Tag Archives: Terry Labonte

Did You Notice? Mayfield Burned At The Stake, Sadler’s Recurring Nightmare, And A Champ Cashing In

*Did You Notice?* … Elliott Sadler needs to get over the Daytona 500? I was thinking this over when reading up on one of the driver’s favorite pastimes: golf. Most of us were captivated Sunday by Tom Watson’s near-miracle at the British Open, where the 59-year-old nearly turned back the clock in coming one hole and one shot from winning another major. But with the trophy firmly within his grasp, Watson missed an eight-foot par putt, and in an instant his impression changed from nervous anticipation to the pain experienced by a runner-up who still had to go through the motions. Sure, there was a four-hole playoff left – Watson had fallen into a tie for the lead – but the great ones already know when they’ve lost.

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Beyond the Cockpit: Bobby Labonte on Adjusting, Winning, and… Shooting The Truck?

_At a time when veteran drivers are becoming a thing of the past in NASCAR, Bobby Labonte is the rare fortysomething who's remained a fixture in the series. Indeed, the sport has changed quite a bit since the Texan captured his lone Cup title nine years ago -- but one thing that hasn’t is how hard it is to win races and championships. In fact, Labonte says, it’s tougher than ever these days, evidenced by a slump of his own that's gone on far longer than anyone might have expected. He last visited Victory Lane at Homestead in November, 2003, and has yet to make the Chase since the playoff began one year later. This season to date has been the worst of his career statistically, as he's got just one top 10 finish and ranks 28th in the standings in his first year driving the No. 96 Ford._ _Still, Labonte's NASCAR Nationwide Series and Sprint Cup titles stand as a NASCAR record -- no other driver can lay claim to both. Amy Henderson sat down with Labonte to discuss whether that mark will ever be broken, why his season has been such a struggle, and how a little fun involving two brothers and a pickup truck may have been the coolest thing that's ever happened in his life._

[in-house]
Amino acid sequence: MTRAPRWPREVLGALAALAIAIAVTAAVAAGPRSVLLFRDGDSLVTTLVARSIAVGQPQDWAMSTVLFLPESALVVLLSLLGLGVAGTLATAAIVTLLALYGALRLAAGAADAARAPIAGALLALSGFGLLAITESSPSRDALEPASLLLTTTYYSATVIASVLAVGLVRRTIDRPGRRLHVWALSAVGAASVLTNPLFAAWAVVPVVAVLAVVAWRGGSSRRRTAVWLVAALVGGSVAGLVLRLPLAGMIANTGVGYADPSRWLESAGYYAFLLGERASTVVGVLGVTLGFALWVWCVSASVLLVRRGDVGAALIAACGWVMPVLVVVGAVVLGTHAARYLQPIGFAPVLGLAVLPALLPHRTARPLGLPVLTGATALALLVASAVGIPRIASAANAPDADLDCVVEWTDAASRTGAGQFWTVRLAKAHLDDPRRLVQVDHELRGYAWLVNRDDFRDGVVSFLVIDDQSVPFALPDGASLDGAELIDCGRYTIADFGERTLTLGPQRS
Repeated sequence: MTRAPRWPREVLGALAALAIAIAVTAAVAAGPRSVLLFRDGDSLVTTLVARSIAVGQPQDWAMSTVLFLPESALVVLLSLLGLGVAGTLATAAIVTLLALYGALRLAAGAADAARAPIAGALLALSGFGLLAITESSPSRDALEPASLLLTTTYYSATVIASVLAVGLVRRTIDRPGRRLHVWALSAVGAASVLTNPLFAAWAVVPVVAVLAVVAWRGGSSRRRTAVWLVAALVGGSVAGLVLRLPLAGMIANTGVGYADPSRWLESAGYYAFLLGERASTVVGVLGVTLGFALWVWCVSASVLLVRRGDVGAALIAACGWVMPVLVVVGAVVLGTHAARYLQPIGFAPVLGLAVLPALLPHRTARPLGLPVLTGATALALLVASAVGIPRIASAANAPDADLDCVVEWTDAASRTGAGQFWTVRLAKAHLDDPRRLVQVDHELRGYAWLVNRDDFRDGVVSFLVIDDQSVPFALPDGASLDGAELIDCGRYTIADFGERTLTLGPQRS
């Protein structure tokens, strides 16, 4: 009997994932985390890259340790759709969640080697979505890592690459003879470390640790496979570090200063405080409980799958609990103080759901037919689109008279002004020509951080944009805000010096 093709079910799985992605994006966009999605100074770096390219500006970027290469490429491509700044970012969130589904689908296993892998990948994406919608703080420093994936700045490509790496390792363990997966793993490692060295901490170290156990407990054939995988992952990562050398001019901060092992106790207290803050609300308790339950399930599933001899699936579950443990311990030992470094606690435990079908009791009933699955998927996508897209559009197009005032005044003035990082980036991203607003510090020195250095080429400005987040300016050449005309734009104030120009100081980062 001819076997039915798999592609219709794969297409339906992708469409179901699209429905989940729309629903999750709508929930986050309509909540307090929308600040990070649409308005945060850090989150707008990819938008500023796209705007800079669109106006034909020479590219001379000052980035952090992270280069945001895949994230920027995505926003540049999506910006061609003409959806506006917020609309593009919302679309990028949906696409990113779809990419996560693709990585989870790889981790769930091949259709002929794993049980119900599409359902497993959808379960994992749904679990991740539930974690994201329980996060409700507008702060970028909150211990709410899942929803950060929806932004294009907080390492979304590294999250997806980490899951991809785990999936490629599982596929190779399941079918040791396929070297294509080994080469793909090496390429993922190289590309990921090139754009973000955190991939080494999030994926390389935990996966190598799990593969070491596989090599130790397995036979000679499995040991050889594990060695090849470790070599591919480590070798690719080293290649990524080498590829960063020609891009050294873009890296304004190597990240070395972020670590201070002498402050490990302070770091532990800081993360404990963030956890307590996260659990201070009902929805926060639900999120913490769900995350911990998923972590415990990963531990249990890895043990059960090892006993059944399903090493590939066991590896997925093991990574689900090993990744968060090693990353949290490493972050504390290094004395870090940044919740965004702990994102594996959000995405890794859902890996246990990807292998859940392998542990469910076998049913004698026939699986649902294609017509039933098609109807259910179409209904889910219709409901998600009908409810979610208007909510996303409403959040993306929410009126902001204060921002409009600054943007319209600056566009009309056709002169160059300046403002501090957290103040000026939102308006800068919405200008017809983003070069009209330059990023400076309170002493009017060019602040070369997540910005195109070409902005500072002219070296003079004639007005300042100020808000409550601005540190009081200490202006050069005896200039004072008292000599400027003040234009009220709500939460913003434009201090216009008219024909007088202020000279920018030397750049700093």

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Beating And Banging At Its Best: NASCAR’s Five Greatest Bristol Finishes

It’s a question us journalists hear all the time – especially after the three-week swing of racing at Fontana, Las Vegas, and Atlanta. If I had to count up all the random emails in my inbox from fans this month, hidden somewhere in between “Why don’t you treat Junior more fairly” and “you suck because of A, B, and C” is a basic complaint about NASCAR’s “cookie cutter” racing facilities, ending with, “Why can’t the sport build more tracks like the one they have in Bristol?” I hear you, guys … I hear you loud and clear.

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Mirror Driving: Daytona Disappointment, Yellow Line Disgust, And Is Kenseth A Hall of Famer?

*The Daytona 500 had several controversial moments, but the biggest was the race being shortened by over 100 miles due to rain. Did NASCAR do the right thing by starting at the scheduled time, or should the green flag have been moved up so that the entire race could be run?* Mike: “Hey, fans: the first five innings of the seventh game of the World Series ran too long. We're going to call it now.” Tom: I think there's a big issue with the green flag starting at 3:45 PM. As for the race getting restarted, the rain was ... rain, guys. You couldn't do much about it. I was there, and there was no way they were getting the track dry once it started.

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Mirror Driving: The Fallout Of No Testing At Daytona, Dueling For… What?, And Avoiding Short Fields

*Saturday's Budweiser Shootout featured several multi-car crashes that took out some top contenders -- including rookie sensation Joey Logano and Cup champions Bobby Labonte and Jimmie Johnson. Was this to be expected in a non-points race, or is it an ominous result of the testing ban — and is there more to come as the ban continues?* Beth: I think it was a little bit of both, actually. Amy: I think it's a sign of things to come for the 500; but after that, not so much. Teams need the track time, but they'll get that the first few weeks.